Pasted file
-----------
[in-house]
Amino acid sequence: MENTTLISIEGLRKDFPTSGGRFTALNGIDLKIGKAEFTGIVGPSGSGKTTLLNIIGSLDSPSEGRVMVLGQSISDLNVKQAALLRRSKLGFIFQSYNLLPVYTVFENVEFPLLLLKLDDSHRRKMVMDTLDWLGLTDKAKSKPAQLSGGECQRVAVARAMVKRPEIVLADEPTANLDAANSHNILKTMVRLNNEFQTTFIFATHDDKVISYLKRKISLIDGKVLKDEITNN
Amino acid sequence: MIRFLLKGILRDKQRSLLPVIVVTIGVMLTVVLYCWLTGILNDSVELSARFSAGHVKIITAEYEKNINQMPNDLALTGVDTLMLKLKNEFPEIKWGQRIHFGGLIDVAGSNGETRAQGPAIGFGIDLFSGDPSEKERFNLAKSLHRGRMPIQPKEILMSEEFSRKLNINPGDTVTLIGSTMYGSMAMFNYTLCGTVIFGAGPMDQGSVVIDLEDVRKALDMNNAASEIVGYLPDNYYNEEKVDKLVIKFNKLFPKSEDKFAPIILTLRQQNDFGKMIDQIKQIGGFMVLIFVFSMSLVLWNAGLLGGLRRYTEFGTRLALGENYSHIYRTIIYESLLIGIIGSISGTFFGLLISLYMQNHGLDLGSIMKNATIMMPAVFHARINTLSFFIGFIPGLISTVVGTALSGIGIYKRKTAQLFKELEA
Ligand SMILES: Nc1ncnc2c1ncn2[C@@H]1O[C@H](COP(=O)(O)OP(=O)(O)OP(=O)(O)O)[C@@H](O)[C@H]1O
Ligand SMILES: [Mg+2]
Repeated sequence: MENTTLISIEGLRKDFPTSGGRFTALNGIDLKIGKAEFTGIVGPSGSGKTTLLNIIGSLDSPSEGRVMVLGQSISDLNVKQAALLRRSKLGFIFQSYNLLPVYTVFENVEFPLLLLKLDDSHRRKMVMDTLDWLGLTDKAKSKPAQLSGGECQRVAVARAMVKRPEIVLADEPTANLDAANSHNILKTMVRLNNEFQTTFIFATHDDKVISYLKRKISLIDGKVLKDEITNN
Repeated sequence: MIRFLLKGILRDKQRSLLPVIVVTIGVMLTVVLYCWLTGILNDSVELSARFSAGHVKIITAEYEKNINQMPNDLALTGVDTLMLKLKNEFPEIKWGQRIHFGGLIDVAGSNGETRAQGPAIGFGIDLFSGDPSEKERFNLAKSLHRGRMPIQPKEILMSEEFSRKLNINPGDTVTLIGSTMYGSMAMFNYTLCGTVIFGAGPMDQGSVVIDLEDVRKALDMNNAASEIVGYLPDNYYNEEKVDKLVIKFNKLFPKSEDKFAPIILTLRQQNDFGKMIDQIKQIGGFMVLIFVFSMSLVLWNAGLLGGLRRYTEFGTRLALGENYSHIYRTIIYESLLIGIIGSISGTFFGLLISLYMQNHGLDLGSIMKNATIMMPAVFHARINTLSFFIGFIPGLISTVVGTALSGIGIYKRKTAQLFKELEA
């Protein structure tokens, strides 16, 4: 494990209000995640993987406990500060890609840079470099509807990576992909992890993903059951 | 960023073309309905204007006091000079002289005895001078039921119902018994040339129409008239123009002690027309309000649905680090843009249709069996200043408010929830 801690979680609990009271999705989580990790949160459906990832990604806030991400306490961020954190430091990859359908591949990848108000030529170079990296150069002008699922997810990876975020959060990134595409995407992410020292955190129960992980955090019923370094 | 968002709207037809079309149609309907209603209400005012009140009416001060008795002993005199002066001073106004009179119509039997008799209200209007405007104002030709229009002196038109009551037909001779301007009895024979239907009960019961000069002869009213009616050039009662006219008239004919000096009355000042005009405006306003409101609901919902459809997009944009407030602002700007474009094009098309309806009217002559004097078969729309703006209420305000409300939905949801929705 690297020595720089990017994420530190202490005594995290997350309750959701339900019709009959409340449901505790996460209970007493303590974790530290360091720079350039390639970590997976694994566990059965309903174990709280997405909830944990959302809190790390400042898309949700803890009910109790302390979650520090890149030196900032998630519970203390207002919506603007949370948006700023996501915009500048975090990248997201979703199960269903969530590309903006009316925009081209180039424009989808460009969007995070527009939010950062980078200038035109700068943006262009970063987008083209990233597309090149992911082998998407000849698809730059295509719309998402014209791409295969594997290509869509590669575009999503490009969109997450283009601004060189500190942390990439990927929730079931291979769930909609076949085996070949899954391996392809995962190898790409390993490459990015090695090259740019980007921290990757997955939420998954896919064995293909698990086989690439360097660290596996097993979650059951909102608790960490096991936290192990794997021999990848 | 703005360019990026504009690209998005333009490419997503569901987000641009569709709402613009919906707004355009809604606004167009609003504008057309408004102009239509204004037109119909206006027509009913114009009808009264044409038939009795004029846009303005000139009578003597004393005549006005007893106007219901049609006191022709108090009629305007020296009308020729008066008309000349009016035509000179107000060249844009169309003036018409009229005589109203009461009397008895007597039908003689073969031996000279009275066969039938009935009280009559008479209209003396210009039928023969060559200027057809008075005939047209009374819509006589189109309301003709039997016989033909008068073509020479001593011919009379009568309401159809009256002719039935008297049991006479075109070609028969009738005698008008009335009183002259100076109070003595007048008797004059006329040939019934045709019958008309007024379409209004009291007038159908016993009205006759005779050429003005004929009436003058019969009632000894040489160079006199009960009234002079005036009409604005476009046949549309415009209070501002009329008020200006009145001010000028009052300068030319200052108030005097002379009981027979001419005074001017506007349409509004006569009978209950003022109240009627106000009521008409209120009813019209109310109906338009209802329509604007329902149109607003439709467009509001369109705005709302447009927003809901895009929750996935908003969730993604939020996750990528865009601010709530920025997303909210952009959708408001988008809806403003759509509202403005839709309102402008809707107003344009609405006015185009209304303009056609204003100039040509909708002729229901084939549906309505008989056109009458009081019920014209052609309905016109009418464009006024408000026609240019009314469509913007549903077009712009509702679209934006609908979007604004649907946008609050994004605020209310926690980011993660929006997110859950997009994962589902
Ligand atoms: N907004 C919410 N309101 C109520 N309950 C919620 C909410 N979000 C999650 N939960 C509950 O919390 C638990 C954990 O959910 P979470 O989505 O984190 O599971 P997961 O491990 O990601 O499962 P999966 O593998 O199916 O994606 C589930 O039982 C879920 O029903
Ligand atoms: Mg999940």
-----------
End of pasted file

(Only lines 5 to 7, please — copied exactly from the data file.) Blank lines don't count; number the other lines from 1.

Ligand SMILES: [Mg+2]
Repeated sequence: MENTTLISIEGLRKDFPTSGGRFTALNGIDLKIGKAEFTGIVGPSGSGKTTLLNIIGSLDSPSEGRVMVLGQSISDLNVKQAALLRRSKLGFIFQSYNLLPVYTVFENVEFPLLLLKLDDSHRRKMVMDTLDWLGLTDKAKSKPAQLSGGECQRVAVARAMVKRPEIVLADEPTANLDAANSHNILKTMVRLNNEFQTTFIFATHDDKVISYLKRKISLIDGKVLKDEITNN
Repeated sequence: MIRFLLKGILRDKQRSLLPVIVVTIGVMLTVVLYCWLTGILNDSVELSARFSAGHVKIITAEYEKNINQMPNDLALTGVDTLMLKLKNEFPEIKWGQRIHFGGLIDVAGSNGETRAQGPAIGFGIDLFSGDPSEKERFNLAKSLHRGRMPIQPKEILMSEEFSRKLNINPGDTVTLIGSTMYGSMAMFNYTLCGTVIFGAGPMDQGSVVIDLEDVRKALDMNNAASEIVGYLPDNYYNEEKVDKLVIKFNKLFPKSEDKFAPIILTLRQQNDFGKMIDQIKQIGGFMVLIFVFSMSLVLWNAGLLGGLRRYTEFGTRLALGENYSHIYRTIIYESLLIGIIGSISGTFFGLLISLYMQNHGLDLGSIMKNATIMMPAVFHARINTLSFFIGFIPGLISTVVGTALSGIGIYKRKTAQLFKELEA